In Q2 Netflix saw revenue increase 2.7% year over year to $8.2 billion with an operating profit of $1.8 billion was up 16%, in-line with the company’s forecast. Netflix said revenue growth was driven by a 6% increase in average paid membership, but 3% decline in average revenue per membership (ARM).

Netflix reported a Q2 operating margin of 22%, compared to 20% in the same period a year ago. Netflix expects revenue growth to pick up pace more in the second half of the year – and more substantially in Q4 – with subscriber volume expected to be the primary driver of revenue, alongside early impacts from monetizing sharing among households and growing ad revenue from its plan with ads. The streaming service is still targeting a full year 2023 operating margin of 18-20%.

Netflix previously estimated 100 million users (including around 30 million in the U.S. and Canada) were accessing Netflix without paying via password sharing. At the time of paid sharing launch, Wolfe Research analysts pointed to policies and pricing as designed to drive sign-ups for Netflix’s ad-supported tier that launched last November. Macquarie Research, meanwhile, previously projected that a paid sharing crackdown could catalyze growth on the ad-supported tier, potentially netting annual incremental revenues for the streaming between $1.17 billion and up to $3.5 billion in 2024.

Still, while new plans and policies are helping with subscriber growth, paid sharing only rolled out in May and the ad-supported plan still evolving. And Netflix doesn’t expect monetization from extra member fees or advertising to result in major boosts in average revenue per member (ARM) for Q3. Netflix is projecting $8.5 billion in revenue for Q3, driven by growth in average paid memberships, with Q3 net additions expected to be similar to what Netflix saw in Q2, and more substantial growth anticipated in Q4.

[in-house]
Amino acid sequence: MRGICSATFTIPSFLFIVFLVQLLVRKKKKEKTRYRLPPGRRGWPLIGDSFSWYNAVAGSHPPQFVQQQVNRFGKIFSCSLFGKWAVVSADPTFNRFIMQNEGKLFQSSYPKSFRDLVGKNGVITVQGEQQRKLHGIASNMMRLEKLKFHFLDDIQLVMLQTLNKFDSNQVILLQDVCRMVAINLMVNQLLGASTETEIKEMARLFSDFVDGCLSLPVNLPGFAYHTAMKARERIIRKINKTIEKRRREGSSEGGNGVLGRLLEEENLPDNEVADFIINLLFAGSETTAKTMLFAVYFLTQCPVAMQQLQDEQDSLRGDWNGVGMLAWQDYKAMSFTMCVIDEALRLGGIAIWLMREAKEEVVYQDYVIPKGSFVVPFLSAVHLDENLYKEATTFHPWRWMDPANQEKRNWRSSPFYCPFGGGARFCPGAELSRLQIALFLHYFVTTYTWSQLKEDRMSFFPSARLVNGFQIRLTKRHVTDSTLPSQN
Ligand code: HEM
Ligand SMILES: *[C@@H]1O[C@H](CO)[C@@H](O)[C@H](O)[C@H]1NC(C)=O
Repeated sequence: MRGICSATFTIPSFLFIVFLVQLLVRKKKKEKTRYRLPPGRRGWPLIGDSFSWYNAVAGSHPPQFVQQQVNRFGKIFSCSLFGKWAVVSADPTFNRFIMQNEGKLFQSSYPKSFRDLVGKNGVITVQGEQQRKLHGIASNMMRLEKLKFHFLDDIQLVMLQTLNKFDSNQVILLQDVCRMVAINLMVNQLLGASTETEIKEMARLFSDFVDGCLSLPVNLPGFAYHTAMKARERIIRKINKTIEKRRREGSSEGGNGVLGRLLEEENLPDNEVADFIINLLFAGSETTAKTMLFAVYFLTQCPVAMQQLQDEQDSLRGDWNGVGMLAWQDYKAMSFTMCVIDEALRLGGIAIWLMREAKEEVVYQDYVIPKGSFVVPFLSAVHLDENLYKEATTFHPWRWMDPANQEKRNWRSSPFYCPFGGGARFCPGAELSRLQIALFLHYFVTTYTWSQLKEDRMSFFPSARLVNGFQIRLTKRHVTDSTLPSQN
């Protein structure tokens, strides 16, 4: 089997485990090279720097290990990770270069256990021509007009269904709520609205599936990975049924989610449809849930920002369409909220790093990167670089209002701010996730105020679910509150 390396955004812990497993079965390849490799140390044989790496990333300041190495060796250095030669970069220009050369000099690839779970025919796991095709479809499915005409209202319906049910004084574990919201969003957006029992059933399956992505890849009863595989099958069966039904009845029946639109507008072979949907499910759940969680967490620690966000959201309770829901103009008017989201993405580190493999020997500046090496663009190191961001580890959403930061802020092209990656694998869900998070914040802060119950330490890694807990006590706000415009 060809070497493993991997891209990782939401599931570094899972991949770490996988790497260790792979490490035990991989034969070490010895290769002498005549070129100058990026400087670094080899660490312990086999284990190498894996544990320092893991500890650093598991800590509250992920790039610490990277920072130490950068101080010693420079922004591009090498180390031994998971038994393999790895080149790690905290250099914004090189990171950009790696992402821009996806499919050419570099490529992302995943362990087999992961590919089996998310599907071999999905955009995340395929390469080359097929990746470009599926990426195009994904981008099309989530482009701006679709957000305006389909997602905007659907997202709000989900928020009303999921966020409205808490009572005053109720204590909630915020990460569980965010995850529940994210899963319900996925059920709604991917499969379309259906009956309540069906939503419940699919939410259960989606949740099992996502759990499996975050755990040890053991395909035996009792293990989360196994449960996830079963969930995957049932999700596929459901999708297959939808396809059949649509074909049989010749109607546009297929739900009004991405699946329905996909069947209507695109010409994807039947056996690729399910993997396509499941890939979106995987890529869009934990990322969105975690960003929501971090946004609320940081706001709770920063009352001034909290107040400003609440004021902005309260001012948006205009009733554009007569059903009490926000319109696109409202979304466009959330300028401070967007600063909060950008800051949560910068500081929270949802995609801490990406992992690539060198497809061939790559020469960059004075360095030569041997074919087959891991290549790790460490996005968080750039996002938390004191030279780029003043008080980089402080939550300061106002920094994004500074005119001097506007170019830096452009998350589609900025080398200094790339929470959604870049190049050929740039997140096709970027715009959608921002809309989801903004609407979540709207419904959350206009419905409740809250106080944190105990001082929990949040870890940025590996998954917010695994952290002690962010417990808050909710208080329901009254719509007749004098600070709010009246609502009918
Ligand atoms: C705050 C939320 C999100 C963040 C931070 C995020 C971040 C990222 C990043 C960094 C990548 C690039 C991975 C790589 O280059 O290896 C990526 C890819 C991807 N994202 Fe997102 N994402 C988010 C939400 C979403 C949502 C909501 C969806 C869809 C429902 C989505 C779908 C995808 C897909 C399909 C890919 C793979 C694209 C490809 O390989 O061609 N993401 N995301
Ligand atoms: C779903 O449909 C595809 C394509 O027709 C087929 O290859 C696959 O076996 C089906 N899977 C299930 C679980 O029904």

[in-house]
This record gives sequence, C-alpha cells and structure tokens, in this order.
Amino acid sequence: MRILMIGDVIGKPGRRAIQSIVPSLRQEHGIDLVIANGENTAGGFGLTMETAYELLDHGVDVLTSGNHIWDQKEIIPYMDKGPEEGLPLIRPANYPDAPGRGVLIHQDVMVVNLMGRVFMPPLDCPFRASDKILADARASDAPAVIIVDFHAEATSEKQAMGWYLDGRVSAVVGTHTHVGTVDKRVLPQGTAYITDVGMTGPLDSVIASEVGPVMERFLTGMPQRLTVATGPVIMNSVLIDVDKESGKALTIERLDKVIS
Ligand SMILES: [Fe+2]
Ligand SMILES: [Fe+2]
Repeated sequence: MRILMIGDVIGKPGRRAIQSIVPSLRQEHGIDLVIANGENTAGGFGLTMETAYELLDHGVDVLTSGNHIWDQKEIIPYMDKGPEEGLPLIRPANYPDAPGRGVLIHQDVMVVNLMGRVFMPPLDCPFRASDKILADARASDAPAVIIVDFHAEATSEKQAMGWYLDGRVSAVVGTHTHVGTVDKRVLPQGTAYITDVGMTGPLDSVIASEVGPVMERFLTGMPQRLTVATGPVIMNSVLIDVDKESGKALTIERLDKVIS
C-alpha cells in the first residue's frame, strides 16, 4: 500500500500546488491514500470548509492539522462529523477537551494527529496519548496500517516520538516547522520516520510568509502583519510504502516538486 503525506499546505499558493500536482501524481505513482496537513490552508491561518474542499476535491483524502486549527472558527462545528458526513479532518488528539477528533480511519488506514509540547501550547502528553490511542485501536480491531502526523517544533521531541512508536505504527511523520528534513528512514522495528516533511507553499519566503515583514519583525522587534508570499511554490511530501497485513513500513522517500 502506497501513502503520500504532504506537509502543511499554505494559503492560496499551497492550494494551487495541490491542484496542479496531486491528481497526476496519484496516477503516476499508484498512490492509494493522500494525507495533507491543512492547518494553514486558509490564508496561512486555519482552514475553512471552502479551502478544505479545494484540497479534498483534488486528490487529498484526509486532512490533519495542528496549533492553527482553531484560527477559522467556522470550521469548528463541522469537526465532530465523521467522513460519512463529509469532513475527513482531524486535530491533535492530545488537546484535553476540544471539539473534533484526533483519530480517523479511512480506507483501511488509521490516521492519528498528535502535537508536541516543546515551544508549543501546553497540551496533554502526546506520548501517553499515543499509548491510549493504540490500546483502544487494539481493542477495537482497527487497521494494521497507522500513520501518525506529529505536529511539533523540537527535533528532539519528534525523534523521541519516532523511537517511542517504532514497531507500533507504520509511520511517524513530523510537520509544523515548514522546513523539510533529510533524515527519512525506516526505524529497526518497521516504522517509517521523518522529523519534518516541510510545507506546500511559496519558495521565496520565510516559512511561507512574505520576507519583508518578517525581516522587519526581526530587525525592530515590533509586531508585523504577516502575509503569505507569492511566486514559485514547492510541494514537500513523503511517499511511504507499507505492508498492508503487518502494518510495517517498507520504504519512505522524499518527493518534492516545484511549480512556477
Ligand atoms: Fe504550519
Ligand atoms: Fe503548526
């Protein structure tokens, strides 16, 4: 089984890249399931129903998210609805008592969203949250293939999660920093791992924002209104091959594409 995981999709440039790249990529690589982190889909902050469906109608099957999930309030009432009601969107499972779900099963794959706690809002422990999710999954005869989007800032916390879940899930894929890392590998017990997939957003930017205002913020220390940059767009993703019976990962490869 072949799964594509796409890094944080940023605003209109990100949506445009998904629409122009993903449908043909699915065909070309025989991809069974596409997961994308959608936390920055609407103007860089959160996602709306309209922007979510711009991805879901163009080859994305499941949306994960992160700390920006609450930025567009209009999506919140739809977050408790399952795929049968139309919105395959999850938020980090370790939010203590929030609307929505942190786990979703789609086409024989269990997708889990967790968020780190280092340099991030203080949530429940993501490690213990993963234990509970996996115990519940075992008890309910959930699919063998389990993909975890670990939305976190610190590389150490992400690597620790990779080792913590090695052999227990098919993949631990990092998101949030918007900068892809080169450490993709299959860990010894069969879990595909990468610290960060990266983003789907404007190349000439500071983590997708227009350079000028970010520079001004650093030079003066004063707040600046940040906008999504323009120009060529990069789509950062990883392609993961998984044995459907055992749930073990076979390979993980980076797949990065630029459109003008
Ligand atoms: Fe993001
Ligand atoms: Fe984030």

“We expect F/X neutral ARM to be flat to slightly down year over year, as we are lapping price increases in 2022 and we generally haven’t had price increases in our largest revenue markets since the first half of last year (limited during paid sharing rollout). Revenue from advertising and our extra member feature are not yet material enough to offset these factors,” Netflix wrote the letter to shareholders. Extra member accounts aren’t included in Netflix’s paid membership counts, but contribute revenue included in ARM.

In another move that could be meant to boost adoption on the plan with ads or push people into higher priced ad-free plans, Netflix, just ahead of its earnings release, did away with its cheapest ad-free plan. The Basic plan, which was priced at $9.99 per month in the U.S., is no longer offered to new or returning Netflix subscribers in the U.S. or U.K. – following the same move earlier in Canada in Q2. Netflix said existing subscribers of the Basic plan, “can remain on this plan until you change plans or cancel your account.”  

In the letter to shareholders, Netflix said it believes entry prices on the plan with ads - $6.99 in the U.S., £4.99 in the UK and $5.99 in Canada – provides value to consumers.